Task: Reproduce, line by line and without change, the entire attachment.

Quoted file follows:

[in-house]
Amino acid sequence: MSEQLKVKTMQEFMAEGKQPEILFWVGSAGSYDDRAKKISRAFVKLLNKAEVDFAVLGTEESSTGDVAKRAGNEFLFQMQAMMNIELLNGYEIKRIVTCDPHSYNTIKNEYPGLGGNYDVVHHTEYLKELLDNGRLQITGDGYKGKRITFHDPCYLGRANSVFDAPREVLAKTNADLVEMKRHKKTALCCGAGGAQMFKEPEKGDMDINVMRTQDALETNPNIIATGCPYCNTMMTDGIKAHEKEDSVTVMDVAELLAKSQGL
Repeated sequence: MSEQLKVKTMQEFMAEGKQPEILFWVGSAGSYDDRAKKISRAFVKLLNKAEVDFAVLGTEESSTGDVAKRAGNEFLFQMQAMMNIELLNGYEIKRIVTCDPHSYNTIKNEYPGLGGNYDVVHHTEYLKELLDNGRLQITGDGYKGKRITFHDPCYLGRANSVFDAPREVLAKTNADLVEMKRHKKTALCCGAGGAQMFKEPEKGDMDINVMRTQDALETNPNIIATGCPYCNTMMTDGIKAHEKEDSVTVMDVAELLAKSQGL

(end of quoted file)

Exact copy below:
[in-house]
Amino acid sequence: MSEQLKVKTMQEFMAEGKQPEILFWVGSAGSYDDRAKKISRAFVKLLNKAEVDFAVLGTEESSTGDVAKRAGNEFLFQMQAMMNIELLNGYEIKRIVTCDPHSYNTIKNEYPGLGGNYDVVHHTEYLKELLDNGRLQITGDGYKGKRITFHDPCYLGRANSVFDAPREVLAKTNADLVEMKRHKKTALCCGAGGAQMFKEPEKGDMDINVMRTQDALETNPNIIATGCPYCNTMMTDGIKAHEKEDSVTVMDVAELLAKSQGL
Repeated sequence: MSEQLKVKTMQEFMAEGKQPEILFWVGSAGSYDDRAKKISRAFVKLLNKAEVDFAVLGTEESSTGDVAKRAGNEFLFQMQAMMNIELLNGYEIKRIVTCDPHSYNTIKNEYPGLGGNYDVVHHTEYLKELLDNGRLQITGDGYKGKRITFHDPCYLGRANSVFDAPREVLAKTNADLVEMKRHKKTALCCGAGGAQMFKEPEKGDMDINVMRTQDALETNPNIIATGCPYCNTMMTDGIKAHEKEDSVTVMDVAELLAKSQGL